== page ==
In addition to the bad cost/benefit ratios, Karras finds that governments refuse to vigorously enforce their own tax and tariff laws because doing so undermines their legitimacy. Karras asks us to consider the conundrum of states that theoretically acquire their legitimacy from the consent of the governed who repeatedly pass laws to demonstrate state authority and sovereignty that would (if enforced) "curtail the population's own consumer behavior" (110) while refusing to enforce those laws except for the occasional demonstration case (usually aimed at non-citizens) meant more to show the state's possible efficacy than to actually change citizen behavior. Karras uses this conundrum (as well as students' fascination with pirates and smugglers), and the ways in which his own students (often unknowingly) negotiate with the state through petty smuggling, untaxed purchases, or general law breaking, as a means of introducing these subjects to the classroom; [see Alan L. Karras, "Teaching the Political Economy of Smuggling in a (Modern World History Course," World History Bulletin, Vol. 27, No. 2 (Fall 2011)].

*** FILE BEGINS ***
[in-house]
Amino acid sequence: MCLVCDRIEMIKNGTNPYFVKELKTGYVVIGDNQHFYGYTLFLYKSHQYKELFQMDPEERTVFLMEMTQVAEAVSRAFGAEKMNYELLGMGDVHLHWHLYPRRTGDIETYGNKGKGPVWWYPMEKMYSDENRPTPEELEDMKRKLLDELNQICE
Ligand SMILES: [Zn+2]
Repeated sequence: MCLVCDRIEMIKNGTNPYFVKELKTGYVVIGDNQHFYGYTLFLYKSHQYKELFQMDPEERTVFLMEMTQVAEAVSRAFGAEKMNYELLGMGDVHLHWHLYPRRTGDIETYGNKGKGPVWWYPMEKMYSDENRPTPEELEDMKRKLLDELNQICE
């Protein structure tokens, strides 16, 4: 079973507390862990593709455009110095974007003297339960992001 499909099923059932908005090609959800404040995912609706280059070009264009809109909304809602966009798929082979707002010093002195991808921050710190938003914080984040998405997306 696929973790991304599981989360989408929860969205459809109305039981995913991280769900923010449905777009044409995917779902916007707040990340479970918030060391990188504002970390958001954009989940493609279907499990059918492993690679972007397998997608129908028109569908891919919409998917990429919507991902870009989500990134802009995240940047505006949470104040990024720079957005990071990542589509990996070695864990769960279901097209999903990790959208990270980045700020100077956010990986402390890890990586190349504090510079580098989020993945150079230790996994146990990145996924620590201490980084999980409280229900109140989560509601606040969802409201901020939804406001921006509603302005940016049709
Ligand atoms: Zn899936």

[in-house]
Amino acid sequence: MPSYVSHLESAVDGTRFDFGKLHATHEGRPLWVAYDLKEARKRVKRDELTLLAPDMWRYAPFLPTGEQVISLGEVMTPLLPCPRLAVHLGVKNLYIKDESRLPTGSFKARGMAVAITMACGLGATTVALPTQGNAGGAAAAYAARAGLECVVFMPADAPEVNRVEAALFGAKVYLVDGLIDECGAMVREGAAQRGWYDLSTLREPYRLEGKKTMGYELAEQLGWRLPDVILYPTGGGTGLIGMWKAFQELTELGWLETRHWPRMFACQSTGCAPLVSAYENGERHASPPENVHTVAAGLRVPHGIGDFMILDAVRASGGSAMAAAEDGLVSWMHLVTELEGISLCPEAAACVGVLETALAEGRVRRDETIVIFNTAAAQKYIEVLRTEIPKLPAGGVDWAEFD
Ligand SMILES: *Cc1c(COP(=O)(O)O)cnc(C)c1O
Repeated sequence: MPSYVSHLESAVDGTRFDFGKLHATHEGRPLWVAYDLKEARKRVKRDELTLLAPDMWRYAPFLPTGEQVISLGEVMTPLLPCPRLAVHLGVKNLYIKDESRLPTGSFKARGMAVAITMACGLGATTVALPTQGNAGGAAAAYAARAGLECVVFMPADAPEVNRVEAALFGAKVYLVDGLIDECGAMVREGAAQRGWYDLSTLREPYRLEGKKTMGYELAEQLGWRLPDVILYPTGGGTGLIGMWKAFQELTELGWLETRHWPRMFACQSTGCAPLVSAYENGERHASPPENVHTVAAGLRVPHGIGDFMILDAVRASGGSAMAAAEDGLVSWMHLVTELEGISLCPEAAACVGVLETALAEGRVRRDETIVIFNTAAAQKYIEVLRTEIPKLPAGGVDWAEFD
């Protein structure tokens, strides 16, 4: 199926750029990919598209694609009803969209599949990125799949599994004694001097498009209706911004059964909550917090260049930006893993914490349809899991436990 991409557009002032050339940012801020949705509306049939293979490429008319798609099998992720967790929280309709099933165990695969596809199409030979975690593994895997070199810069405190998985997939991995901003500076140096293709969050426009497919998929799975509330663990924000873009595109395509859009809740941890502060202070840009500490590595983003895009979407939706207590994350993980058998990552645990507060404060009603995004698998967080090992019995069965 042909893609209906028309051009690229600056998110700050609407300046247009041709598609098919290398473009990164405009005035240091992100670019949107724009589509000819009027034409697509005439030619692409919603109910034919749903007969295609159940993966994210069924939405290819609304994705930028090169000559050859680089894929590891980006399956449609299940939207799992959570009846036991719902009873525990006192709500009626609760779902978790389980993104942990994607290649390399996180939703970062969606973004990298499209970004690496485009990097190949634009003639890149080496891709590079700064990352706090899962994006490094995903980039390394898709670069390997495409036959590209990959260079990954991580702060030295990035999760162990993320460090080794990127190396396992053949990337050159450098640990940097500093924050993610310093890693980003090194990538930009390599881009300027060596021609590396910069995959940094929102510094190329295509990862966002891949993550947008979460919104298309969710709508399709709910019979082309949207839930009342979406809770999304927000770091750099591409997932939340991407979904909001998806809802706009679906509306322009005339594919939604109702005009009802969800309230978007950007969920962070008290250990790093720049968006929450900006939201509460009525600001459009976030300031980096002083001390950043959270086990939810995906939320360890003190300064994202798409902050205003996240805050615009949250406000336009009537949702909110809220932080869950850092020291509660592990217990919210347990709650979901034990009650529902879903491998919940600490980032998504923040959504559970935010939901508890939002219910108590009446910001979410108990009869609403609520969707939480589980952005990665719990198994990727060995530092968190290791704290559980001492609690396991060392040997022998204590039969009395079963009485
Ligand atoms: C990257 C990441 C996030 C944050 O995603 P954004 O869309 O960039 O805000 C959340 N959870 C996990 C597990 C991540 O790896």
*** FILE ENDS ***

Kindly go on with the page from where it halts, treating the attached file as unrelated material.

In the end, Karras argues that smuggling is fraud that does harm to the state and that paying taxes is patriotic, lessons that are no less true today than they were in the past.

Andrae Marak is a professor of history and political science and the chair of the Division of Humanities and Social Sciences at Governors State University in the Chicago area. He received his Ph.D. from the University of New Mexico and teaches courses on world, Latin American, United States, and Chinese history and politics. He can be reached at


Home | List Journal Issues | Table of Contents
© 2013 by the Board of Trustees of the University of Illinois
Content in World History Connected is intended for personal, noncommercial use only. You may not reproduce, publish, distribute, transmit, participate in the transfer or sale of, modify, create derivative works from, display, or in any way exploit the World History Connected database in whole or in part without the written permission of the copyright holder.

Terms and Conditions of Use